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State to stop accepting 'OR-5¢' containers starting Oct. 1, will only accept 10 cent containers.

STAFF FILE PHOTO - Beverage containers with the 'OR-5¢' label will no longer be accepted after Sept. 30, the Oregons Liquor Control Commission said Monday.If you have old nickel-deposit soda or beer cans and bottles lying around, better trade them in for a dime. After the end of the month, they won't be worth much.

Containers marked for a 5 cent refund must be redeemed no later than Sept. 30, Oregon's Liquor Control Commission said Monday. After that, bottle drops won't take the "OR-5¢" cans and bottles.

After that, the state will only redeem beverage containers bearing the new 10 cent refund.

In 2017, the Oregon Liquor Control Commission doubled the redemption value of the Oregon Bottle Bill from 5 cents to 10 cents, in an effort to encourage residents to recycle their soda cans and bottles.

After raising the refund to 10 cents, Oregon grocery stores and bottle return drop off sites have been refunding the 5 cent containers at the higher 10 cent rate. That practice will end Sept. 30, state officials said.

Beginning in October, the 5-cent containers will have no redemption value, but can still be recycled.

The 5-cent refund value is on soft drinks, beer and water beverages in metal, glass or plastic containers. Water, beer and carbonated soft drink containers marked with "OR-5¢" could still be sold through Sept. 30, even though the refund value was increased to 10 cents.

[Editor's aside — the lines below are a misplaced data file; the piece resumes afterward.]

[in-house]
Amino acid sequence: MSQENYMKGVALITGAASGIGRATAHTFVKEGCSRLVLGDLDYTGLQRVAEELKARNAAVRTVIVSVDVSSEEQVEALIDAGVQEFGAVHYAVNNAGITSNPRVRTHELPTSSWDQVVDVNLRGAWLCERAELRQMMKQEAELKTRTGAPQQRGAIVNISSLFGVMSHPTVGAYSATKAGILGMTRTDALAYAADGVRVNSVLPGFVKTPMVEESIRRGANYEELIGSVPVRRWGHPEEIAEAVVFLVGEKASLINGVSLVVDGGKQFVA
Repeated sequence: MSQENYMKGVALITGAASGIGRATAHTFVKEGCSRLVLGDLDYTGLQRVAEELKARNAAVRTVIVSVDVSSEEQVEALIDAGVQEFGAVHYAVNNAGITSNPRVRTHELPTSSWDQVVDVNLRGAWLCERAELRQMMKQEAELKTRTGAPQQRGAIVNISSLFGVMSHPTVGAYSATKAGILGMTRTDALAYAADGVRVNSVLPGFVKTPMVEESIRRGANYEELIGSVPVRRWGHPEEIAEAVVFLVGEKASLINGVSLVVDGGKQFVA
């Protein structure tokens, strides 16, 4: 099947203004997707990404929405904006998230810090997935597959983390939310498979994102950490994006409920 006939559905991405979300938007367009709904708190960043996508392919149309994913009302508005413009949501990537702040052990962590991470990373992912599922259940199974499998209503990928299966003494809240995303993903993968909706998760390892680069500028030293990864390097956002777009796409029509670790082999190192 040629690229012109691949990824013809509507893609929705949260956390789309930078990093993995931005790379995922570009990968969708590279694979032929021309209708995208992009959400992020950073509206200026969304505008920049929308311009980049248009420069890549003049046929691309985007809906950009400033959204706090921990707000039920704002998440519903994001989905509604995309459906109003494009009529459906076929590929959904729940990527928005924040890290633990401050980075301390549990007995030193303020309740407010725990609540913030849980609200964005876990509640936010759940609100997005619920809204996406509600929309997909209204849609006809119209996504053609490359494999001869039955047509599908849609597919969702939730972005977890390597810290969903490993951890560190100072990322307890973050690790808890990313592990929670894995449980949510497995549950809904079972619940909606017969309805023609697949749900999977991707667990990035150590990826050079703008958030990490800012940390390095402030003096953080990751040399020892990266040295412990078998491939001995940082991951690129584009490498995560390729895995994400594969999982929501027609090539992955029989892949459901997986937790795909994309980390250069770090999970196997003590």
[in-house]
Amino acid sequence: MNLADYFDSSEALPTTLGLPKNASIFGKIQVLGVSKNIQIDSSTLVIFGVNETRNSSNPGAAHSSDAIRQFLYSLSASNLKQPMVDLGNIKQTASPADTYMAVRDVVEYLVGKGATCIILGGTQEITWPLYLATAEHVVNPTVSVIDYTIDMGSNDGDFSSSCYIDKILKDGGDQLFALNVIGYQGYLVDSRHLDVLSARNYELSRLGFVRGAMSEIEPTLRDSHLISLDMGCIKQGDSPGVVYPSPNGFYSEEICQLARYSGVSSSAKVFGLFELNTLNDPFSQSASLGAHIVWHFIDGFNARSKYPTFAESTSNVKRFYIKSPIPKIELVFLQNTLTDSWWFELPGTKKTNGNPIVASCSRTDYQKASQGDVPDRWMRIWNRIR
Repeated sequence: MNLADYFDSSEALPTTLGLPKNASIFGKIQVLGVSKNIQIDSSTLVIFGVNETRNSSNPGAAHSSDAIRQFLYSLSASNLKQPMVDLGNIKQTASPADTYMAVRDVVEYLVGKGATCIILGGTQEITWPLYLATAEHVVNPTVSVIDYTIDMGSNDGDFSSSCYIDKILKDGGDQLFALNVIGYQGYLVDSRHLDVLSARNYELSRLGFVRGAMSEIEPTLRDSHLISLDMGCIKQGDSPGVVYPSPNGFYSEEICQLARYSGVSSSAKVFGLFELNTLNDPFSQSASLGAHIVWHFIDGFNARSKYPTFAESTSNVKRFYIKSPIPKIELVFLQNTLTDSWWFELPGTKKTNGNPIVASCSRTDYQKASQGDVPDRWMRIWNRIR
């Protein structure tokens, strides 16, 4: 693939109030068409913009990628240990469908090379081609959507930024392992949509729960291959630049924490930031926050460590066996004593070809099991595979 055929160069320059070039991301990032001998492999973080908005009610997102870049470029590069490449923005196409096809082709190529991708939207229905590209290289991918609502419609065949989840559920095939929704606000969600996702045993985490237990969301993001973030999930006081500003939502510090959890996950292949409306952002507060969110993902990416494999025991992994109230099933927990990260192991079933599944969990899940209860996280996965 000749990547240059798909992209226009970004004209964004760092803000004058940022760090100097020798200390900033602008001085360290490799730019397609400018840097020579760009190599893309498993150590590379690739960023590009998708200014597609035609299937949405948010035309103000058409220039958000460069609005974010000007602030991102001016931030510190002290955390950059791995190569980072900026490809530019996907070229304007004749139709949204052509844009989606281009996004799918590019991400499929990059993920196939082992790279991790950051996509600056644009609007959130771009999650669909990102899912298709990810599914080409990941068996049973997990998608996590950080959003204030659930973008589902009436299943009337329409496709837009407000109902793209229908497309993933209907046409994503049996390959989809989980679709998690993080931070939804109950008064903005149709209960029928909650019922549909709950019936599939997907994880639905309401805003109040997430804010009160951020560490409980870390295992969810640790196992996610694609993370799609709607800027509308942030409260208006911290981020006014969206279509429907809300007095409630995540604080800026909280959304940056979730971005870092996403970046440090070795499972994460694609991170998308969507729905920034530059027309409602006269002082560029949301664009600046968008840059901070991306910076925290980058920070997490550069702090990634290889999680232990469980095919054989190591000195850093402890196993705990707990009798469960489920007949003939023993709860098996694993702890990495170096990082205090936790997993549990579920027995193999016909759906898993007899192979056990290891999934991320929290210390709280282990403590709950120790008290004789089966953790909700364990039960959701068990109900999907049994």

In January, the state's Bottle Bill expanded to add, among other things, bottles and cans with fruit juices, coffee/tea, sports drinks and hard cider. Consumers may be charged a 10-cent deposit on the beverage containers, but manufacturers have until Jan. 1, 2019, to add "OR-10¢" to their containers.

According to the OLCC, which enforces the state's Bottle Bill, only about 64 percent of Oregonian returned their empty bottles and cans to the state in 2015.

Oregon was the first state in the country to pass a bottle bill in 1971. The bill requires customers to pay for 10 cent deposits on cans and bottles, which they can reclaim when they recycle the cans with the state, instead of throwing them away.

Oregon is the second state with a 10 cent deposit for all bottles and cans, joining Michigan. Most other states have a 5 cent deposit, through Maine and Vermont have 15 cent deposits for liquor bottles.

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